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Evolution

Researchers discover missing link in the evolution of complex cells

Researchers have discovered a new microbe in the Mid-Atlantic Ridge between Greenland and Norway, which represents a missing link in the evolution of complex life.

The Norwegian who inspired Darwin

A Norwegian who spent time on the Galápagos Islands may have changed the history of biology.

Birds on the Galápagos Islands have developed new eating habits

New study on the eating habits of birds on the Galápagos Islands have surprised scientists.

Birds on the Galápagos Islands have developed new eating habits

New study on the eating habits of birds on the Galápagos Islands have surprised scientists.

Mysterious bird was unique cross of two unrelated species

In 2013, volunteer bird banders captured a strange looking bird in Lista, on the southern tip of Norway. Now scientists have determined that the bird was a cross between two different genera – a first for this type of bird.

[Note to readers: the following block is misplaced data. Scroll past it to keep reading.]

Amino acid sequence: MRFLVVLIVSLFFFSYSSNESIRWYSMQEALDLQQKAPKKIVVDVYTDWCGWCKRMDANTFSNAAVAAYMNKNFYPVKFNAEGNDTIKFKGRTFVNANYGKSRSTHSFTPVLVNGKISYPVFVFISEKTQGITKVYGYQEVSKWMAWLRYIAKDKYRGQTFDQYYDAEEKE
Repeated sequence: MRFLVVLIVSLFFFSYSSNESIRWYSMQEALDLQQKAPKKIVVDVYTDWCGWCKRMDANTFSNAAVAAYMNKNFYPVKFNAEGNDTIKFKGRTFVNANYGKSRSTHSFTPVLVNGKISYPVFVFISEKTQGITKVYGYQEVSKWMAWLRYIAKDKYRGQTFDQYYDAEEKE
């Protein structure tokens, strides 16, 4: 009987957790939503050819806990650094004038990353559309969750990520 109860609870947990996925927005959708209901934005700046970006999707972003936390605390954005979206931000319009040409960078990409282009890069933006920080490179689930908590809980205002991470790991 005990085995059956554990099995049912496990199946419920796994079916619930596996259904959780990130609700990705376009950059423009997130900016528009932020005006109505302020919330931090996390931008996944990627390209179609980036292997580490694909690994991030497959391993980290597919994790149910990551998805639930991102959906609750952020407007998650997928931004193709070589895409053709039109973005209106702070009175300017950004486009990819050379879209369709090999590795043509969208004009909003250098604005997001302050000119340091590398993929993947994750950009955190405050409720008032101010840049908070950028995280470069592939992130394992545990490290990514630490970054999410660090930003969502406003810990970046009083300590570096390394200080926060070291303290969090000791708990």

Scientists warn: creationism is on the rise in Europe

More and more people in Europe are beginning to believe that a god -- not evolution -- shaped life on Earth and there are no signs this development will stop.

Killer whales and walruses more closely related to wolves than each other

New study shows how some animals ended up looking very similar yet share almost none of the same genetic mutations.

Bacterial DNA from the Black Death found in teeth

Remnants of the genetic makeup of plague bacteria have been found in thousands of victims of the Black Death and the major plague epidemics at the end of the Iron Age. The DNA analyses may predict the next plague outbreak.

Groundbreaking genome sequencings reveal how birds became birds

Scientists have sequenced the genomes of 48 different species of birds. Their findings reveal how birds developed, how all bird species are related, and what made them develop special characteristics.

Ancient Arctic sea ice discovery provides the key to future climate prediction

The extent of the Arctic ice cover was much less four and five million years ago, than it is today. This new knowledge can now be used to improve future climate models.